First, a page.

As many states are beginning to take an altered stance on marijuana, they’re also changing their perception what Driving Under the Influence entails. DUI’s don’t necessarily apply to just alcohol, a common misconception for many drivers, but also apply to other types of impairment.
So where does marijuana fall in the DUI category and how can you expect it to impact you?
A old Policy, a new Science
As the standard operating procedure goes for a DUI stop, a person is pulled over under the suspicion of driving under the influence. The officer then determines if alcohol is a factor, typically via use of a breathalyzer. However, now that marijuana use is becoming more commonplace due to looser standards by the state, if the officer still suspects impairment due to a controlled substance, he calls in a DRE (Drug Recognition Expert) who, with special training and sobriety tests, determines if the person stopped is under the influence of another drug, in this case is high from marijuana.
While there’s no handy means of test for the presence of marijuana, such as the breathalyzer does for alcohol, a DRE can require a blood sample. Here’s where things start to become hazy. The problem with the blood sampling is that they’re not testing for hydroxy THC (the metabolite found in your body after imbibing) but rather for carboxy THC, which can remain in your system for close to a month.
What are the penalties for a DUI with Marijuana?
Similar to the punishments for other controlled substances in the state of Maryland, being caught driving under the influence of, in this case marijuana, can result in a string of undesirable consequences. Penalties can range from 60 days to 1 year in jail, between $500- $1000 in fines, and anywhere between 8-12 points on your license from the MVA. Much the same as a DUI involving alcohol, it’s something you want to avoid.
What should I do if I’m charged for a DUI with Marijuana?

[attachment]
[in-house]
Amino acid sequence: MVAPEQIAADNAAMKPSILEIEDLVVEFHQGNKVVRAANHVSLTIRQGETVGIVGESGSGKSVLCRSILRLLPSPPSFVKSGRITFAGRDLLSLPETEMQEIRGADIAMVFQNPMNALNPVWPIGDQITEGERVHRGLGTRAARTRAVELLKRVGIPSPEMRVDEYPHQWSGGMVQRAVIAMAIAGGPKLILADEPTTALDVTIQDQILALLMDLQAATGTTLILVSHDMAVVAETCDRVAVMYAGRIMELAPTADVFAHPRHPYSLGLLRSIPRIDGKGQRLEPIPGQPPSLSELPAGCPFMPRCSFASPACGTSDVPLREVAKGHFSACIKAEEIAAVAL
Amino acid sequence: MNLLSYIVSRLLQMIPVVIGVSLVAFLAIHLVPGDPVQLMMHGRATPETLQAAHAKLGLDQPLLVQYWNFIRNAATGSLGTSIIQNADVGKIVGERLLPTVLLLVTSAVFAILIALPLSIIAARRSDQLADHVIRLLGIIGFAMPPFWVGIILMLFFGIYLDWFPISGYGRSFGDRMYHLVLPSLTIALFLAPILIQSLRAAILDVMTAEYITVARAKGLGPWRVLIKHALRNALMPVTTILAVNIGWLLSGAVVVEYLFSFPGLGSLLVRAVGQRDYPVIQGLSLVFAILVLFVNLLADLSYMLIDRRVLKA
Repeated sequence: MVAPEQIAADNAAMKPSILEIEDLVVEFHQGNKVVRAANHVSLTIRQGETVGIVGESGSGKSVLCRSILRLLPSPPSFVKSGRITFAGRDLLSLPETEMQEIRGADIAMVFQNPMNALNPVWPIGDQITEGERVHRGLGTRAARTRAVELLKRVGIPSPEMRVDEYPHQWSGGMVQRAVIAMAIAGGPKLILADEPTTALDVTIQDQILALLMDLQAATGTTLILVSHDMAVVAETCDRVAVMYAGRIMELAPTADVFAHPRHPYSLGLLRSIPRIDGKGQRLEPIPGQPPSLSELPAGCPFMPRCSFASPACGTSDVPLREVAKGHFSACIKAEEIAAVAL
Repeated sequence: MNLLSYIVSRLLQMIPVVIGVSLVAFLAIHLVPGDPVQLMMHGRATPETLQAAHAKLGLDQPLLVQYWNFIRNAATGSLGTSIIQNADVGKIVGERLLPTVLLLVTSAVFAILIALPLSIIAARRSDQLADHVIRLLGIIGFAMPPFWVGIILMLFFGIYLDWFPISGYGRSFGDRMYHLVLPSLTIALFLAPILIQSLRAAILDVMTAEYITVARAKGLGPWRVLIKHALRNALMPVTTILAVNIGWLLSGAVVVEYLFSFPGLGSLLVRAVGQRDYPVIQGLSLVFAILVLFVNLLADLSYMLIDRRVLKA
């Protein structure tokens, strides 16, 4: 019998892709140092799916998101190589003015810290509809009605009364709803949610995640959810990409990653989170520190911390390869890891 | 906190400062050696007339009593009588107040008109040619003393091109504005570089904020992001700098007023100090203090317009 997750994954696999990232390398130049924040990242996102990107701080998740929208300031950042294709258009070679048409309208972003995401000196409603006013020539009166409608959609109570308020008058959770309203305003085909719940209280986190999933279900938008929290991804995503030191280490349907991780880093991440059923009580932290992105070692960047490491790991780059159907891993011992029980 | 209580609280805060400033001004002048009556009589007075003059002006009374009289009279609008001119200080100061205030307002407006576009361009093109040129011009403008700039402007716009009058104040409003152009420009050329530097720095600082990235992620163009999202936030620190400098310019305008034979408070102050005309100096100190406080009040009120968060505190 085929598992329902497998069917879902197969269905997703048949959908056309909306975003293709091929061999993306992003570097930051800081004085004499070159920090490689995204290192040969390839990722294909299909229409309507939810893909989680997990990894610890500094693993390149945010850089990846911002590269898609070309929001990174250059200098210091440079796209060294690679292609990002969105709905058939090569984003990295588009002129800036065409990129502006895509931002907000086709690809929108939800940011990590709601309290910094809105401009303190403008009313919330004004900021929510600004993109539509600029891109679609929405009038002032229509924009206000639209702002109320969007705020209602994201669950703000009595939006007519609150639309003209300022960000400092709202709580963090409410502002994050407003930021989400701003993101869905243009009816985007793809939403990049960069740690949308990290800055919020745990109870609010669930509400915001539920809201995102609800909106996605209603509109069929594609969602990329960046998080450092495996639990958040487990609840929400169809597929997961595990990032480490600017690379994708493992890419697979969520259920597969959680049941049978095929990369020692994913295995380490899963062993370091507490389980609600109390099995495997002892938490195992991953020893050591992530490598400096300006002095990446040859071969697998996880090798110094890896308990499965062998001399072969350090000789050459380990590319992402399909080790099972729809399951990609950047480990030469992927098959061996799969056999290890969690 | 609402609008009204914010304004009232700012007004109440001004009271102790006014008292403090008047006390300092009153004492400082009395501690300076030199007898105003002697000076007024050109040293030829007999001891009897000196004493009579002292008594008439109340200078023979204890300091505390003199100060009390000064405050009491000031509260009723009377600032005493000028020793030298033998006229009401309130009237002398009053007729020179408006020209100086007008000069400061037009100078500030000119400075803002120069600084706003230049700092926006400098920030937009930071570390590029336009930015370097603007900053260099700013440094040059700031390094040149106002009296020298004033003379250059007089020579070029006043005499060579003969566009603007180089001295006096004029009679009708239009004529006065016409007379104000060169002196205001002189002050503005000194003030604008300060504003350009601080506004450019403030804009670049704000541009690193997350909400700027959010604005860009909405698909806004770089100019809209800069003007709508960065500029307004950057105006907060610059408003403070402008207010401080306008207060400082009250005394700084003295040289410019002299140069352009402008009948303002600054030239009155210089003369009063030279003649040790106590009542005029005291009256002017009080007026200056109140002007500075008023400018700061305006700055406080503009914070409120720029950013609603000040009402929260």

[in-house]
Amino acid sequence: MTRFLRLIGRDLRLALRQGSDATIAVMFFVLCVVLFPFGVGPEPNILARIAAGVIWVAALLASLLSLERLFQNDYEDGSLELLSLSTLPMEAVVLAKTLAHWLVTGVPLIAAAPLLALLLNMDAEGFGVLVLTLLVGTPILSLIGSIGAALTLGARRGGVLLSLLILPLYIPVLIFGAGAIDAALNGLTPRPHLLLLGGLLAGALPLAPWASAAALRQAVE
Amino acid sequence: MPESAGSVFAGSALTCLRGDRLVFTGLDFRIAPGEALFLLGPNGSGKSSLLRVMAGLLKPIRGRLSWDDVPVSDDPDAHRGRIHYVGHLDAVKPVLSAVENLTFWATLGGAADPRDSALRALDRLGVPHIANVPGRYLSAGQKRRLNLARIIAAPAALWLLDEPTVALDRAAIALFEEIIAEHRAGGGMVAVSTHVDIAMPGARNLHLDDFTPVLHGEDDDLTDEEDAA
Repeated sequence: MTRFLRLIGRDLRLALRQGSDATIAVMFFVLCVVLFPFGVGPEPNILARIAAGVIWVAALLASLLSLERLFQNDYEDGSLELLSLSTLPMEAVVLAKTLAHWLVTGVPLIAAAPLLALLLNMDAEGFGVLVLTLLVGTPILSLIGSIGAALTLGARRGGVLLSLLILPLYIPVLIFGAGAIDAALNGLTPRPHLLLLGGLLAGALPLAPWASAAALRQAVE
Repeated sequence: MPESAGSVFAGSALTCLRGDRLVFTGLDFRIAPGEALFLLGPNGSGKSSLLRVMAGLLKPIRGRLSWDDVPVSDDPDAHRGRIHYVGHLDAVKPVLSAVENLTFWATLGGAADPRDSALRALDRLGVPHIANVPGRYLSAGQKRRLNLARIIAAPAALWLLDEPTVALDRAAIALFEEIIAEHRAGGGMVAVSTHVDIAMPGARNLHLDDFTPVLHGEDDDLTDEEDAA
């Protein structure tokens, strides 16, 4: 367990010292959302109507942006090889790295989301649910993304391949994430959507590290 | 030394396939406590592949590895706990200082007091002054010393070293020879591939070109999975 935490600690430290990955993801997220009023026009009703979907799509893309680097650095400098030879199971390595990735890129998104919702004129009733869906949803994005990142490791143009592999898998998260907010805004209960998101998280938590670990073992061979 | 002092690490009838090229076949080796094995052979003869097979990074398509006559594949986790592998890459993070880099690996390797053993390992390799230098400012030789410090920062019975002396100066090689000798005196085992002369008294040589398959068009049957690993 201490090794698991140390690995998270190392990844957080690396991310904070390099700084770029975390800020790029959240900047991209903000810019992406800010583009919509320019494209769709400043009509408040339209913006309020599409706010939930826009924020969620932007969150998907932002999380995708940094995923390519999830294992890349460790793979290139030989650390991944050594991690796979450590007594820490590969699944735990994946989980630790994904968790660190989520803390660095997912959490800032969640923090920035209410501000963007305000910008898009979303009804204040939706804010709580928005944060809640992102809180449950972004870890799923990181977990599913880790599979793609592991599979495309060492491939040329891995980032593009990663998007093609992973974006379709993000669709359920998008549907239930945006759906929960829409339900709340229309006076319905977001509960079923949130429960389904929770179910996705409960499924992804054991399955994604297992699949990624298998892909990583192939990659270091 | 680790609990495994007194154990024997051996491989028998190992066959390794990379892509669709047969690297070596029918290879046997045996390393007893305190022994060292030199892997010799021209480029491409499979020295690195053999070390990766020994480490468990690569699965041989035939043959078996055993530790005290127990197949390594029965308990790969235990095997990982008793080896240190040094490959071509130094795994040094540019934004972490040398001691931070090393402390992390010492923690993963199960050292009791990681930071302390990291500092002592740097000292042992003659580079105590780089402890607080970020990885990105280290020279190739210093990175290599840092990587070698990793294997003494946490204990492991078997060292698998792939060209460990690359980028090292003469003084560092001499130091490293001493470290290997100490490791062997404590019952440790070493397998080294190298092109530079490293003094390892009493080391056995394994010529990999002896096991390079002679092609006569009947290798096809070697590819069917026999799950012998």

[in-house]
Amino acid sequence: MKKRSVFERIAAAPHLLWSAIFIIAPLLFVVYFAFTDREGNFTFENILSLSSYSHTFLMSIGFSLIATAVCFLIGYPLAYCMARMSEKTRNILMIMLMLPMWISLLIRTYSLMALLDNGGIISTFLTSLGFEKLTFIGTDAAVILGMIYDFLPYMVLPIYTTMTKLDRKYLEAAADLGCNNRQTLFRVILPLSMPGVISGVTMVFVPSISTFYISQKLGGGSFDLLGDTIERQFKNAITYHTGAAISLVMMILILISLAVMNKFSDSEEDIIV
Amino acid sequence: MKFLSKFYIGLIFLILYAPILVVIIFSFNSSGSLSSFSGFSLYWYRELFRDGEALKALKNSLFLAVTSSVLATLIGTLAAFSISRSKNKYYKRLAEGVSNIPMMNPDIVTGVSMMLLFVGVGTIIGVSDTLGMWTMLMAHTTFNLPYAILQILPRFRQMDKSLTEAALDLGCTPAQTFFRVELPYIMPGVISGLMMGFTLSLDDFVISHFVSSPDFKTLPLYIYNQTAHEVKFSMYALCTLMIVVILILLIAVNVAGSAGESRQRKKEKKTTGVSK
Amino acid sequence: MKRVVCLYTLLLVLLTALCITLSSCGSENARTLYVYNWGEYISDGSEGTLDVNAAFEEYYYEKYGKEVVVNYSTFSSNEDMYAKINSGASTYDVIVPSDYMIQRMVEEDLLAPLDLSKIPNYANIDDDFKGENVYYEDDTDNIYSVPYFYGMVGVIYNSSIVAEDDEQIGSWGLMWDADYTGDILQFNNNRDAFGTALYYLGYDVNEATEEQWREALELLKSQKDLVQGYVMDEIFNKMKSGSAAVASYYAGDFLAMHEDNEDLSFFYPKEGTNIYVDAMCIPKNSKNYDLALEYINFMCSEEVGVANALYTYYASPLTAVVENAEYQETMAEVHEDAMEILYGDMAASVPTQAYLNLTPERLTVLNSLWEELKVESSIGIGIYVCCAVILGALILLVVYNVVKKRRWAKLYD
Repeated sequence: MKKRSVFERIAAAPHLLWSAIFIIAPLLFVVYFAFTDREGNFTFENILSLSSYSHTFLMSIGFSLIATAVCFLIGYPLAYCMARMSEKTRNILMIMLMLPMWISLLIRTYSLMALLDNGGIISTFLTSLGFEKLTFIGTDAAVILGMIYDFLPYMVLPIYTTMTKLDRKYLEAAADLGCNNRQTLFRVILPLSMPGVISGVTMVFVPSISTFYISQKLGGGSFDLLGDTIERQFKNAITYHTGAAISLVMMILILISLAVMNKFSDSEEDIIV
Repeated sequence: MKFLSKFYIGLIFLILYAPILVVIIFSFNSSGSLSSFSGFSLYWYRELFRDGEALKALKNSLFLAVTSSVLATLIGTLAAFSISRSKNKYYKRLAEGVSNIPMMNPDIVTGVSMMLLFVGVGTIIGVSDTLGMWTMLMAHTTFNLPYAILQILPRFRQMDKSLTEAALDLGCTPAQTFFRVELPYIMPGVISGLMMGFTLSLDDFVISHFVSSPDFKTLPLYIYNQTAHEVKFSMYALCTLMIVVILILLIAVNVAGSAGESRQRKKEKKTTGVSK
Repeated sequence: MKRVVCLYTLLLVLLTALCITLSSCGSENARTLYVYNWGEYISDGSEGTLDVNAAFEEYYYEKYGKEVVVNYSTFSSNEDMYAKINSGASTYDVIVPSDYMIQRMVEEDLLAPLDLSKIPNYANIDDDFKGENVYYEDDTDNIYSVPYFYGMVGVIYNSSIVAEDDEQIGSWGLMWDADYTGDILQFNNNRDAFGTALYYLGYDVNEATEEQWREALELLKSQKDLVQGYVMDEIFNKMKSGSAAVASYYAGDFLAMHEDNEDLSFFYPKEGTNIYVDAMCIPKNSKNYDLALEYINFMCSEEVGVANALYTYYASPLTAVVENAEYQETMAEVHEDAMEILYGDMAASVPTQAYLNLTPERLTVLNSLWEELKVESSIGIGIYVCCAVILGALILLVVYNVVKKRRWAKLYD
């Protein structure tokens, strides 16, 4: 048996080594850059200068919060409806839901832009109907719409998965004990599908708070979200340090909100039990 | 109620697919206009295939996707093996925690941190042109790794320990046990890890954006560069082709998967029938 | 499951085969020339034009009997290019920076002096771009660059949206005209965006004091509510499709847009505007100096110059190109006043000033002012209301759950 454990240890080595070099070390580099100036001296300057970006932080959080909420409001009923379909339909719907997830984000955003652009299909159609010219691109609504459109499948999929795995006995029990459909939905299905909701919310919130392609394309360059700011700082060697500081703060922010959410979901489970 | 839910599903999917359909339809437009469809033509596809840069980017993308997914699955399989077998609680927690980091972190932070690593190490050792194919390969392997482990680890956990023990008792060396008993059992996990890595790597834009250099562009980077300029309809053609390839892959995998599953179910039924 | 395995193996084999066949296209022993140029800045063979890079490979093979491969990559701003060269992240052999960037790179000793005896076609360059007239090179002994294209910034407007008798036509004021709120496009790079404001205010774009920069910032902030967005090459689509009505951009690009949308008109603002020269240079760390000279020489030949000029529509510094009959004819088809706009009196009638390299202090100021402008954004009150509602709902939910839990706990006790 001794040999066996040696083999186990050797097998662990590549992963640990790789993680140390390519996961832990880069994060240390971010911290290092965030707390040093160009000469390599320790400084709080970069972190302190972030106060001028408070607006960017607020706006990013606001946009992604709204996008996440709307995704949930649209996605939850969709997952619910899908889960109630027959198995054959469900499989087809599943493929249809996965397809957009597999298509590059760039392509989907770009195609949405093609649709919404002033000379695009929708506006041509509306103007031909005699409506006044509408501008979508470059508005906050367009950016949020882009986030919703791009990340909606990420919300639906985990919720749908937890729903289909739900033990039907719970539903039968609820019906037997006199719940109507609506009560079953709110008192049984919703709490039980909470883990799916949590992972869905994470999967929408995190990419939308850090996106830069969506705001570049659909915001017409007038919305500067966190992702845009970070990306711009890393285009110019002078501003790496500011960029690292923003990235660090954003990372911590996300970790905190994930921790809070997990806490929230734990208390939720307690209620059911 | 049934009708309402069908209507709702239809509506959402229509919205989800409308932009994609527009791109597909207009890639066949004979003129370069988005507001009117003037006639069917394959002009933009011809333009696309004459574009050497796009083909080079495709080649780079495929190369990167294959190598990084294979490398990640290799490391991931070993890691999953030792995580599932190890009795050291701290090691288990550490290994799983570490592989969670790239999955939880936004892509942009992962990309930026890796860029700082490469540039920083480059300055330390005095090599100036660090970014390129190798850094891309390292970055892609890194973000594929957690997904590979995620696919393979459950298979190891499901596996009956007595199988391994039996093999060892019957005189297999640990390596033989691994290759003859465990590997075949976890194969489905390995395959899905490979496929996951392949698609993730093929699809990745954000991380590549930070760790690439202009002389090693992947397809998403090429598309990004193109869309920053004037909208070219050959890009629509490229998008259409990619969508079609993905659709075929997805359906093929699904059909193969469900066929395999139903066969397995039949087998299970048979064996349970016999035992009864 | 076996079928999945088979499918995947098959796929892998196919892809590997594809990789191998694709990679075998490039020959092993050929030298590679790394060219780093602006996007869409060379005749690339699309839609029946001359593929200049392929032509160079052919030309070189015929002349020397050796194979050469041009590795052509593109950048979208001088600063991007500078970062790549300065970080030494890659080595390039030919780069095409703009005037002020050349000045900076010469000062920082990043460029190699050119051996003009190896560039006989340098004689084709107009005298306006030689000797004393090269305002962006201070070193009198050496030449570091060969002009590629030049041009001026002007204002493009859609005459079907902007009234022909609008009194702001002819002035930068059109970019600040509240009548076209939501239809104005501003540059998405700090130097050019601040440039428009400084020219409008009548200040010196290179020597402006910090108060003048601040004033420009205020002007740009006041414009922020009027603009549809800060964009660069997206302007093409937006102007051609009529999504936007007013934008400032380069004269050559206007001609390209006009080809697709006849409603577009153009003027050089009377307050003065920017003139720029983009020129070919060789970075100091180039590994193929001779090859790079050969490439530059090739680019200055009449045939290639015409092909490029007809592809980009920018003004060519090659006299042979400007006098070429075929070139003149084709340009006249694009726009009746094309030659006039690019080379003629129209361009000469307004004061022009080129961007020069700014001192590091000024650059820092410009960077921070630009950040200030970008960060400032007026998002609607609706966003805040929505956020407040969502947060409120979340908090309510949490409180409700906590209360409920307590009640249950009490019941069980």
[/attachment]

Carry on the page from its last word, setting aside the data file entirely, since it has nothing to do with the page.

As with any form of DUI or DWI charge, you should hire a lawyer. While the validity of the blood tests for marijuana are still being validated, that doesn’t mean that they can’t and won’t be used against you. Due to the policy of testing for carboxy THC (which is not indicative of impairment, only proof of imbibing) even if you weren’t impaired at the time you are pulled over you can still be charged for a DUI.
It’s important to understand that this is a serious matter, as a DUI, whether it be from alcohol or a controlled substance, can have long lasting and far reaching implications on both your life and livelihood. When it comes to going to court you’re going to need to have expert help in order to defend yourself. Now especially, as marijuana legalization is on the rise, many eyes are going to be turning to the courts and monitoring the outcome, including DUI offenses for marijuana.
It doesn’t matter what the substance is, a DUI always translates to the same thing, trouble. Don’t take the chance, hire a DUI defense attorney before it’s too late.
+Andrew is one of the leading DUI and criminal defense attorneys in both the state of Maryland and the District of Columbia. On his website, he discusses DUI law as well as drugs, guns and general criminal law in the state of Maryland. He has numerous videos on these subjects and has been asked to appear on national television to offer his legal opinion on high-profile criminal cases.